Standing Waves

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Investigating The Variation of Wavelenght on Standing Waves:
The Relationship between the Tension and the Wavelenght of a Standing Wave

Research Question:
How is the wavelenght of a standing wave dependent on the tension applied on the string?

If the tension on the string increases, the wavelenght of the standing wave will increase.

To investigate the relationship between the Tension and the Wavelenght of a Standing Wave.

Introduction: As a musician myself, I have always been extremely interested in how sound is produced in an instrument due to the tension caused by different lenghts of strings. Since the age of five, I have been playing the piano. Each time, I pressed a key on the piano, the sound would be completely
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Moreover, as the velocity of the string increases, the wavelenght increases. As a result, it can be stated that tension and wavelenght has a direct relationship between each other.


The experiment will be conducted by applying tension the string, creating a standing wave, and measuring the wavelenght accordingly. By this method, I will be examining the dependence of the wavelenght of a standing wave, to the tension applied on the string.

1) I will tie one end of the string on the stand.
2) The string’s other end will go through the pulley and will be attached to different masses (0.07kg, 0.09kg, 0.10kg, 0.11kg, 0.15kg) dependent on the length.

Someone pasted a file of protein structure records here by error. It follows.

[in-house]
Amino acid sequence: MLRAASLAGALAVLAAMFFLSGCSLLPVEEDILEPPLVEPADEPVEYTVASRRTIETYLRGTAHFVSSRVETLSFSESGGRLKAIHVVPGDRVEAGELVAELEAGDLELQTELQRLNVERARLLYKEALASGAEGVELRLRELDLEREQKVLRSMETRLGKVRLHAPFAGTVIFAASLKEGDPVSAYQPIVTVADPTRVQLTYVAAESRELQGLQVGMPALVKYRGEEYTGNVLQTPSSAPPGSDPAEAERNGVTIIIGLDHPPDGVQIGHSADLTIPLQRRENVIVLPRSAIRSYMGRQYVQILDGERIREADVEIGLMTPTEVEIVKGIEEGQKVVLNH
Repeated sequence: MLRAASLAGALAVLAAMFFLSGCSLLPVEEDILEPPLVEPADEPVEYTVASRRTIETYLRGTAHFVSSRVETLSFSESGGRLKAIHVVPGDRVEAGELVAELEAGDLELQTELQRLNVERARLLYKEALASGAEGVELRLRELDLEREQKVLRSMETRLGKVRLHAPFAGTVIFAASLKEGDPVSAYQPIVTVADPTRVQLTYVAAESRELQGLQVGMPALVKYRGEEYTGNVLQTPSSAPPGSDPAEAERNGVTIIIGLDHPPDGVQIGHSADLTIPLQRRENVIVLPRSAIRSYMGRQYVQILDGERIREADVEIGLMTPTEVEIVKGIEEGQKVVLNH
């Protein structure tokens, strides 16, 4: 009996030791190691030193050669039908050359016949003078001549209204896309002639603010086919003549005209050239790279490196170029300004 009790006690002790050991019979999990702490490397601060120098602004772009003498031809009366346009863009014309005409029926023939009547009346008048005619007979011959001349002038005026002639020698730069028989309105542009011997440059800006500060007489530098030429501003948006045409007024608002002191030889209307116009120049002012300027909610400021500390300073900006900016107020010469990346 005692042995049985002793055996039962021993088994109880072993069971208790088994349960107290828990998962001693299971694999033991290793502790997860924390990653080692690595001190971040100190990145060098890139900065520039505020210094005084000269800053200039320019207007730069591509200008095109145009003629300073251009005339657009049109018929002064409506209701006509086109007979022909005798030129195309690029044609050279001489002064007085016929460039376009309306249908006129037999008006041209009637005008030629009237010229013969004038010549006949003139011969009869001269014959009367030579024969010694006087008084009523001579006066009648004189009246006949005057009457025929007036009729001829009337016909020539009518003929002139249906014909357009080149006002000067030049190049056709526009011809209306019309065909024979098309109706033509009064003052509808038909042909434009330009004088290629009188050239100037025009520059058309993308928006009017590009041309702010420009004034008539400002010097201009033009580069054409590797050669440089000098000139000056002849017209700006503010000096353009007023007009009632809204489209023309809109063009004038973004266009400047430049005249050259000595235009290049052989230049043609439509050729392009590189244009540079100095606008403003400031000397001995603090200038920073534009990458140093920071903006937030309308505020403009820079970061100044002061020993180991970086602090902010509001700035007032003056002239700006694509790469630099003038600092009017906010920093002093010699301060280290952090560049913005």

3) These masses will cause tension on the string. (Gravity will be accepted as 9.81)
4) The mass chosen will help me conduct a standing wave.
5) I will use a magnet and a 50 Hz frequency to create a standing wave with four antinodes. (The 50Hz frequency will be provided by the AC city current.)
6) I will measure the length of the string once the standing wave has been
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Random errors are something that you can reduce by repeating the measurements, so the errors associated with my measurement methods are random errors, such as the length measurements.

An example of systematic errors could be calibration errors of equipment. These errors will always be there even if you repeat your measurement many times. In this case, the uncertainties in the masses that I used could be systematic, because they are always there. It says 70g on it but it is actually 70.7g etc. So that is a king of calibration error.

However, although the frequency I calculated resulted as 41.5Hz, this value does proves the theoretical formula. It is not exactly the same as 50 Hz, but there are uncertainties with 41.5 Hz. Therefore, my result is very close to the actual value.

From these results, we can conclude that the relation between tension and wavelength is direct. Consequently, using the data, I proved that my hypothesis was correct and they are related as in the formulas presented.

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